frequently asked questions

These are answers to questions which, it is anticipated, will be frequently asked. If you have a question which is not answered here, please contact us.

who are you? was created by John King in 2002. See people for more details.

what exactly is is a project whose ultimate goal is the creation of a powerful toolkit to facilicate the construction of websites focussed on the life and work of individual authors. It is committed to using open-source packages. As such, it is envisaged that the toolkit will bring together technology in the areas of content management, forums, mailing lists and advanced meta-data. The first part of the platform is the bibliographic application which will be used to create, manage and publish bibliographic data.

why are you doing this?

There are a variety of different reasons for creating the application:

  • to create an adequate and free bibliographic management system for scholarly use. During the course of my D.Phil (1995-99) at the University of Oxford I had to read and track substantial quanitites of primary and secondary source material. Although it was clear that using a card index was already then out of the question, the DOS bibliographic database I used, Papyrus, whilst it did sterling service, was clearly limited in its capabilities. As explained in greater detail in the Conceptual Analysis, the power of this application lies in the huge flexibility it provides regarding media types and, in particular, their interrelationships. In this way, scholars can record key relationships between individual items - edition, translation, criticism, etc - in a way that mere lists cannot provide.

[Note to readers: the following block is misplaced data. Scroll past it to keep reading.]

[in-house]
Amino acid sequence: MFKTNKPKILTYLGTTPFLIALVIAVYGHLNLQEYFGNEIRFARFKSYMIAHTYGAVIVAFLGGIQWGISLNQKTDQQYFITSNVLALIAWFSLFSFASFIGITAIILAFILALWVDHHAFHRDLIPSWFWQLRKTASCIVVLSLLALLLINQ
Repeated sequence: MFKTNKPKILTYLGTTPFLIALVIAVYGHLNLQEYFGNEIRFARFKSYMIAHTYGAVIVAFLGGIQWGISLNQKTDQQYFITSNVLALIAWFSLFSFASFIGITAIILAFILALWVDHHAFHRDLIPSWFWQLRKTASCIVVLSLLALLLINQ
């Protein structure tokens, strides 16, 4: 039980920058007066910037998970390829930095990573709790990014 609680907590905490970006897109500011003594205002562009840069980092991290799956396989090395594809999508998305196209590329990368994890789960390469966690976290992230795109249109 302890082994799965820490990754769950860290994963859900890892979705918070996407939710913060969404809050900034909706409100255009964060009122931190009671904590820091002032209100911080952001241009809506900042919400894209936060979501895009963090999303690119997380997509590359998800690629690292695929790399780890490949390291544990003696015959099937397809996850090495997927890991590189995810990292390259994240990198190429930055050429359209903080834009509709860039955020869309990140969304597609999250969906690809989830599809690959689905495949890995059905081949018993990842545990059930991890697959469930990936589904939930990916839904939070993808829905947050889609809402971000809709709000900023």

• to create a web-enabled bibliography for During the course of my D.Phil I created a small web site related to the German author Ernst Jünger, about whose First World War writings I was conducting my research. That site is now at, and contains a number of bibliographies. The largest is an html-ised listing of a Word document outputted by Papyrus of my bibliography of secondary literature assembled over the course of five years. The fact that none of the commercial bibliographic database management programs are based on normalized, relational databases - a standard technology - or presents an API which is easily programmable to on non-Windows platforms, meant that a new application had to be created to meet the immediate requirement for a web-enabled bibliography.
  • to advance my knowledge of the J2EE platform. Following the completion of my D.Phil, and having decided to move away from UK academia given the decline in standards, rise in meaningless audits and general drop in interest in modern languages, I joined mondus, a b2b marketplace set up in Oxford, where I hoped to pursue my burgeoning interest in internet technologies. That goal was met for the most part and I gained a great breadth of experience. However, I didn't get quite the degree of detailed, low-level exposure to J2EE that I wanted - possibly just as well, given that our software "partners", who shall remain nameless, based their efforts on a product which might be considered to exemplify nearly all known J2EE anti-patterns. To remedy that, and to provide a solid basis for moving my career on, I decided that the best way to learn was to do, and thus this project was created, using the J2EE platform.

Why is it open source?

I have chosen to publish the source code for the bibliographic application under the GNU General Public License for two main reasons. First, I admire the ethos of free software development and what it has accomplished. Second, the project is large in scope and Open Source Development provides a clear framework for other people to get involved and help the project grow beyond what I can achieve on my own.